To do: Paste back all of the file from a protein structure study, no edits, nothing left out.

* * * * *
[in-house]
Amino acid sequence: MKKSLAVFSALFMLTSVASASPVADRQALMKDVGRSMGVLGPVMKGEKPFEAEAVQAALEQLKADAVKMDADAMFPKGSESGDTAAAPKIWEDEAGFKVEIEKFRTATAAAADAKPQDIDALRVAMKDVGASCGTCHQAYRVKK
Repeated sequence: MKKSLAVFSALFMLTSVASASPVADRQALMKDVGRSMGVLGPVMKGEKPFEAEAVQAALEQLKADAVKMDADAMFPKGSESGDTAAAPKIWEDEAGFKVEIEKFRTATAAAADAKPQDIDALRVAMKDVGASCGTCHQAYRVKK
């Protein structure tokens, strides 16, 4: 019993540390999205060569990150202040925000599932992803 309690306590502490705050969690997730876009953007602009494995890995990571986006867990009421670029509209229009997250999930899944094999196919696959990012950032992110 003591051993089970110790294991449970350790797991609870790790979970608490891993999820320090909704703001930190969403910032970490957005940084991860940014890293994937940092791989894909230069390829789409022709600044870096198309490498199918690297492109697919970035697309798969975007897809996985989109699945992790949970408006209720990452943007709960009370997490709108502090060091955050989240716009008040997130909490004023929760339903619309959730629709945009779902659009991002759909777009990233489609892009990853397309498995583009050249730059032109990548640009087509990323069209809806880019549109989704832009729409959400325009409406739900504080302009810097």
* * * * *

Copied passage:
[in-house]
Amino acid sequence: MKKSLAVFSALFMLTSVASASPVADRQALMKDVGRSMGVLGPVMKGEKPFEAEAVQAALEQLKADAVKMDADAMFPKGSESGDTAAAPKIWEDEAGFKVEIEKFRTATAAAADAKPQDIDALRVAMKDVGASCGTCHQAYRVKK
Repeated sequence: MKKSLAVFSALFMLTSVASASPVADRQALMKDVGRSMGVLGPVMKGEKPFEAEAVQAALEQLKADAVKMDADAMFPKGSESGDTAAAPKIWEDEAGFKVEIEKFRTATAAAADAKPQDIDALRVAMKDVGASCGTCHQAYRVKK
């Protein structure tokens, strides 16, 4: 019993540390999205060569990150202040925000599932992803 309690306590502490705050969690997730876009953007602009494995890995990571986006867990009421670029509209229009997250999930899944094999196919696959990012950032992110 003591051993089970110790294991449970350790797991609870790790979970608490891993999820320090909704703001930190969403910032970490957005940084991860940014890293994937940092791989894909230069390829789409022709600044870096198309490498199918690297492109697919970035697309798969975007897809996985989109699945992790949970408006209720990452943007709960009370997490709108502090060091955050989240716009008040997130909490004023929760339903619309959730629709945009779902659009991002759909777009990233489609892009990853397309498995583009050249730059032109990548640009087509990323069209809806880019549109989704832009729409959400325009409406739900504080302009810097």